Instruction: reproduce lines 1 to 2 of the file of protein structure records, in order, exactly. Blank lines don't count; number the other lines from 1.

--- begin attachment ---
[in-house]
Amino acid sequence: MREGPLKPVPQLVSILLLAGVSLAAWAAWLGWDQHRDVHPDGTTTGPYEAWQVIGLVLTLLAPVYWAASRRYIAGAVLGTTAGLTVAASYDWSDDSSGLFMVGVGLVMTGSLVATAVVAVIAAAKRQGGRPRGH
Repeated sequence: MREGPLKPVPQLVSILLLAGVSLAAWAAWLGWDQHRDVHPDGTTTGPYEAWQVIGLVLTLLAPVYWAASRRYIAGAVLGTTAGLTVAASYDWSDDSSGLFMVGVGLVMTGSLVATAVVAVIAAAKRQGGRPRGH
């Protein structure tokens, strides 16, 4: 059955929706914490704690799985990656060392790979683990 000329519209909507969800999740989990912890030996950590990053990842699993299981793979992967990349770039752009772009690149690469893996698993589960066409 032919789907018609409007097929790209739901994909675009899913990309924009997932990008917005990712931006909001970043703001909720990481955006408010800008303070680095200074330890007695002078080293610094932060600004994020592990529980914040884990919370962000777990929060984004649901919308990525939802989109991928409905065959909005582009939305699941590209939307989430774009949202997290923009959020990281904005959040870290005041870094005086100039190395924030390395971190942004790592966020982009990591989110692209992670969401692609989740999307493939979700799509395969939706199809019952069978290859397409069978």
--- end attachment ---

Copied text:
[in-house]
Amino acid sequence: MREGPLKPVPQLVSILLLAGVSLAAWAAWLGWDQHRDVHPDGTTTGPYEAWQVIGLVLTLLAPVYWAASRRYIAGAVLGTTAGLTVAASYDWSDDSSGLFMVGVGLVMTGSLVATAVVAVIAAAKRQGGRPRGH